The article outlines some specific criteria for hiring your children and discusses under what circumstances you can avoid FICA and FUTA taxes. Also, it exposes the limits to the tax free money your children can earn, and sheds a very understable reason for this.
So, how can you pay your children money and avoid payroll taxes? Well, if you employ them via a good legal entity (Corporate, LLC, LP, etc), then you are out of luck. Further, if your business is a unicorporated partnership, the partnership must be 100% owned by the children's parents. If you avoid these situations, congratulations, you do not have to pay Social Security, Medicare, or Unemployment taxes to hire your child! If you do fall into one of these categories, however, there may still be hope. As with any risky business, I would always recommend that you use good legal entities to structure your business. But, how can you do this and still bypass FICA and FUTA? You can personally run a sole-proprietorship that provides services to your legal entity. This is still pretty safe, if you only provide services for your entities, and do not solicit business elsewhere. For instance, your sole-proprietorship could provide staffing for your entities. Your children would be an employee of your sole-proprietorship staffing agency, and they would perform work for your legal entity. The entity would pay your sole-proprietorship, and you would pay your child from your sole-proprietorship.
So, now that you have established that you can find a way to hire your children and receive great tax savings, you must determine their pay. First, and foremost, the IRS has stated that you must pay a reasonable amount to your children to perform the work. What would you pay an outsider to perform the tasks? You better be in the right ballpark. Further, you had better abide by child employment restrictions. For instance, they must not work beyond the limit for their age and whatever hourly restrictions are in place when school is in session.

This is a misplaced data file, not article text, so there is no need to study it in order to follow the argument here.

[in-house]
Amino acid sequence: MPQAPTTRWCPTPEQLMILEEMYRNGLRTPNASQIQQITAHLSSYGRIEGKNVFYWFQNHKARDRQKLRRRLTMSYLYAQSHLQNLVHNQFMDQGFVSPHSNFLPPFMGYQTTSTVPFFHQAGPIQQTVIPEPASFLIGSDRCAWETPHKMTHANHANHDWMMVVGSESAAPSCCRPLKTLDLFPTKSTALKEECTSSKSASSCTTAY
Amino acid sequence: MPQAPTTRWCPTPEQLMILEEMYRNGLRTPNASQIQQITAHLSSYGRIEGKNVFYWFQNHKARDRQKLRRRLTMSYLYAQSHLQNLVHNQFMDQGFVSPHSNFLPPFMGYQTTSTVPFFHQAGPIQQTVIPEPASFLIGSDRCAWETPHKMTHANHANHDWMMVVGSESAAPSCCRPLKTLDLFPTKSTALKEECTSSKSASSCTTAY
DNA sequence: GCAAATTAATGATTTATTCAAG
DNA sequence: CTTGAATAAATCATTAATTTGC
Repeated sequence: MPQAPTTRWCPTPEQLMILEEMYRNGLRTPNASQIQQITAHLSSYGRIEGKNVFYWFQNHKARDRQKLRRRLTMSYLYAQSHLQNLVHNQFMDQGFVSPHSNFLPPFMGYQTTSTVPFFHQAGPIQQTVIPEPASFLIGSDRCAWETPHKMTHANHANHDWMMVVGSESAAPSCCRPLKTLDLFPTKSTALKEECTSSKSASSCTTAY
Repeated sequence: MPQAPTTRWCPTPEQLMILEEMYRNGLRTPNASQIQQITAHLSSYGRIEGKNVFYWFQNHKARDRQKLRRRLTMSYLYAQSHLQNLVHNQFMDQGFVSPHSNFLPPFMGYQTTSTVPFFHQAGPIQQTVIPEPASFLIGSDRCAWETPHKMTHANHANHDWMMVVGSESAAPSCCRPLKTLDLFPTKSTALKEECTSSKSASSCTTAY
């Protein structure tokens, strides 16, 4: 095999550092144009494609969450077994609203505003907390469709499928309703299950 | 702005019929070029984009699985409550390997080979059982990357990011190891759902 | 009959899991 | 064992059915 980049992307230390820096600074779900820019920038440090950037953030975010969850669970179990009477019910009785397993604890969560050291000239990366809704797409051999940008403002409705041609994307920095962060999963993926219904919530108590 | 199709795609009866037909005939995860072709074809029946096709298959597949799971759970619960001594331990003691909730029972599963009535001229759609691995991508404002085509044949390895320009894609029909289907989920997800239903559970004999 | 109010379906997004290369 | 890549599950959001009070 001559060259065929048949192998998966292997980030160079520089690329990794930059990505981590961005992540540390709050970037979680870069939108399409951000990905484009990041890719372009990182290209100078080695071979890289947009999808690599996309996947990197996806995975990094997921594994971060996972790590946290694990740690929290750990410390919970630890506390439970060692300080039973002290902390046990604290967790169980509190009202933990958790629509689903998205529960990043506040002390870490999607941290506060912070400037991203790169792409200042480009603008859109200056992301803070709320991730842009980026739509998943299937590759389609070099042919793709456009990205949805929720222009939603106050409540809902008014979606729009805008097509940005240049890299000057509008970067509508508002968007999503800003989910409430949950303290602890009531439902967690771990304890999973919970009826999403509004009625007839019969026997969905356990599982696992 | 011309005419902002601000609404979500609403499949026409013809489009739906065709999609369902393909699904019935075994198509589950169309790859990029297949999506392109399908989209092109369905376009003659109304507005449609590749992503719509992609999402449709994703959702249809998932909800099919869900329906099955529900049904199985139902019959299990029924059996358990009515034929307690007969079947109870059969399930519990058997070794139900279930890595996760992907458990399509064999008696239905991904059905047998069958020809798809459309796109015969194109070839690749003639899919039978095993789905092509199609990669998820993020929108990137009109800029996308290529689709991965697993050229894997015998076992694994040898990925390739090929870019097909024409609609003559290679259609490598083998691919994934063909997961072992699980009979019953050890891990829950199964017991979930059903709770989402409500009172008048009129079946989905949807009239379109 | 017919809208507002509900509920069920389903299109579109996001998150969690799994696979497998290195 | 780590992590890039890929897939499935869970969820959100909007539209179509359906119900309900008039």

Now that you can hire them, and you understand your obligations, how much can you pay them without having to fork over income tax? We look to the standard deduction for this. Simple, eh? In 2005, the standard deduction was $5000. And since it is adjusted for inflation, this amount will continue to rise. For 2006, the standard deduction for an individual is $5150. So, if your child earns less than this, and does not exceed $250 in unearned income (dividends and interest), then your child has no tax liability. And, if your child contributes to a Traditional IRA, then that amount increases by up to $4000 per year, through 2007, and $5000 a year beginning in 2008.
So, how do you pay your child? For purposes of legitimacy, regularly. If you pay hourly employees bi-weekly, then pay your child bi-weekly. If you only employ your children, then setup an appropriate schedule for payments. Some states have various guidelines, such as a minimum of semi-monthly. If the IRS notices a lump sum payment at the end of the year, this could signal that you are avoiding taxes, which is legal, but the IRS may want to get into your business.
So, where should your children's money go. Remember, you are a parent and you are not subject to your child's will. However, give them a little freedom, and teach them well so that they can make good decisions on their own. If college is in your child's future, a Coverdell ESA is a good place to stick some money. This is an IRA-style account that mimicks a Roth. You use after tax funds to seed the account, which means nothing since your child's tax liability is zero, and withdrawals are tax if used for qualified educational expenses. These can be for college, or even earlier. The limit in 2006 for a Coverdell ESA is $2000 per beneficiary. Beyond that, a Roth IRA is a very good place to sock away funds. Getting your child in the habit of retirement investment is very good, and the earlier savings are started, the longer compounding has to work its magic. Further, contributions can be withdrawn for any purpose, however earnings must remain until age 59 1/2. This means your child could buy a home after college, all with funds that were never taxed.